CDMRP Supports Breast Cancer Research to Develop a Cure
We live in a time in which many of us are very familiar with breast cancer – what it is, and what it can do. One in eight women in the U.S. is diagnosed with breast cancer. Going by the statistics alone, most of us probably know at least one person affected by it, personally.
While we see and recognize the pink ribbons and the flood of pink merchandise during Breast Cancer Awareness Month, are we aware of the current research to treat those affected? Can most of us name one treatment other than chemotherapy or radiation, to treat breast cancer? Fortunately for many, the Department of Defense Congressionally Directed Medical Research Program, Breast Cancer Research Program has supported the advancement of several promising therapeutics to treat and help find a cure for breast cancer.
Far too often, we think of research as a never-ending laboratory study; however, the unique method by which the CDMRP manages these research programs actually leads to products in the hands of the physician and in the lives of patients. The CDMRP partners with scientists and consumers in a collaborative process to ultimately find cures for a variety of diseases and illnesses.
"Using the two-tiered review process we are able to fund the most relevant medical research," said Col. Wanda Salzer, director of CDMRP. "The current portfolio of breast cancer research is helping to provide effective treatments for those facing the disease."
The BCRP has seen success regarding the therapeutics developed to treat breast cancer. These U.S. Food and Drug Administration-approved treatments should serve as proof that the established process effectively works to support the critical mission of ultimately ending breast cancer.
Dr. Gayle Vaday, BCRP program manager, has supported the CDMRP for over 11 years.
"The DOD BCRP is committed to funding research that will lead to breakthroughs in breast cancer treatments that are more effective, less toxic and save lives," said Vaday. "This program has supported the development of therapeutics that are now a part of standard-of-care treatment regimens, and many more therapeutics are in the clinical pipeline."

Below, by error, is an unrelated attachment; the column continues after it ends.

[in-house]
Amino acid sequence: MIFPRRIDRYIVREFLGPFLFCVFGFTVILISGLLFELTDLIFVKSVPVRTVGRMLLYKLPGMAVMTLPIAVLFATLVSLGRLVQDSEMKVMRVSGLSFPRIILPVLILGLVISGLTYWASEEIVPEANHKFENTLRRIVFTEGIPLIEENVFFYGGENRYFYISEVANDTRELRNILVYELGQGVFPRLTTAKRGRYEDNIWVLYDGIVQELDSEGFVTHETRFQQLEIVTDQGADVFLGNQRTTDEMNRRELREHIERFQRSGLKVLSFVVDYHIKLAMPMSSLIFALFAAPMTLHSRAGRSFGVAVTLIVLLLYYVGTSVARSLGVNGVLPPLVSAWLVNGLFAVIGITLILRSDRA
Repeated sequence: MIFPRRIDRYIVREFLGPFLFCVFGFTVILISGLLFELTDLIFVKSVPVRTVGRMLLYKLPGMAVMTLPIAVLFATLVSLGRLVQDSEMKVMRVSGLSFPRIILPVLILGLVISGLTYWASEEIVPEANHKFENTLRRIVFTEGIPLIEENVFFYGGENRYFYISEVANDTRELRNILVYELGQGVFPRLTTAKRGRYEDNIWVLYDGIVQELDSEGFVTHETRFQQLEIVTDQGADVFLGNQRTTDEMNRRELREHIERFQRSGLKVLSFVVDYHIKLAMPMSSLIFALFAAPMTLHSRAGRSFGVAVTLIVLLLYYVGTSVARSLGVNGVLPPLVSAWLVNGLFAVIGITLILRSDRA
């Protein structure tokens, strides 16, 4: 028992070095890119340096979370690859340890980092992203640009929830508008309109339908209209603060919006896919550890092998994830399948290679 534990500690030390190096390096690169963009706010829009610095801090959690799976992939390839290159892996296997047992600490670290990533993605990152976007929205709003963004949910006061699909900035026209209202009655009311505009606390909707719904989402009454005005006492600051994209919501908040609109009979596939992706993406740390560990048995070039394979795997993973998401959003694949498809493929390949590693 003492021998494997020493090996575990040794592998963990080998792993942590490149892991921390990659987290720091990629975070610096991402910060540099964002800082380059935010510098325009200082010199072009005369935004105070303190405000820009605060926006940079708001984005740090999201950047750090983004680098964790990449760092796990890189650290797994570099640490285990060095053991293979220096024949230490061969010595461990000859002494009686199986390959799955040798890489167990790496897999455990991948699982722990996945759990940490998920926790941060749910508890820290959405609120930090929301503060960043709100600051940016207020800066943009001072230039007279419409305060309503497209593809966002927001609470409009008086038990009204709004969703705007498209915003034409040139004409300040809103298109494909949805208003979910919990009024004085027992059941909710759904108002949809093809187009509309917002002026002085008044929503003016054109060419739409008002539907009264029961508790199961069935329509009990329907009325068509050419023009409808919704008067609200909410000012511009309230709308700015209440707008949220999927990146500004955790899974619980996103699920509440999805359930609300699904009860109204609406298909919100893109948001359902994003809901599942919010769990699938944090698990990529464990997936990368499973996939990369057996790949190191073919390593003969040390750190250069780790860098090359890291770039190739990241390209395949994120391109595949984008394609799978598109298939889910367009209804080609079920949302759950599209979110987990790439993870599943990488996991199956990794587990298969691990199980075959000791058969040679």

The BCRP has helped to fund the development of four FDA-approved therapeutics currently used to treat patients with breast cancer. The BCRP also provided funding for a study that led to a change in clinical practice for patients with breast cancer taking the hormone therapy tamoxifen. These are described below:
Herceptin® (trastuzumab) is an antibody that targets the human epidermal growth factor receptor 2. HER2-positive breast cancer accounts for approximately 25 percent of all breast cancers. The BCRP was instrumental in supporting the preliminary studies needed to test the efficacy of Herceptin®, which later led to clinical trials and ultimately FDA approval. Herceptin® revolutionized breast cancer treatment and the field of targeted therapeutics. Herceptin® is now part of standard-of-care treatment regimens for HER2+ early-stage and metastatic breast cancers.
IBRANCE® (palbociclib) is a drug that that inhibits the cyclin-dependent kinases which play a key role in the uncontrolled cell proliferation that is a hallmark of cancer. The BCRP funded preliminary laboratory studies that tested whether IBRANCE® could kill cancer cells, and the results led to IBRANCE® advancing to clinical trials. On February 3, 2015, the FDA granted accelerated approval to IBRANCE®, in combination with letrozole, for the treatment of estrogen receptor-positive, HER2-negative advanced breast cancer as initial endocrine based therapy in postmenopausal women. On March 31, 2017, the FDA granted regular approval to IBRANCE® for the treatment of hormone receptor-positive, HER2-negative advanced or metastatic breast cancer in combination with an aromatase inhibitor as initial endocrine based therapy in postmenopausal women. An international clinical trial (PALOMA-2) demonstrated progression-free survival, 24.8 months in the IBRANCE® plus letrozole arm compared to 14.5 months in the placebo plus letrozole arm. Reference: N Engl J Med. 2016. 17:375(20):1925-1936.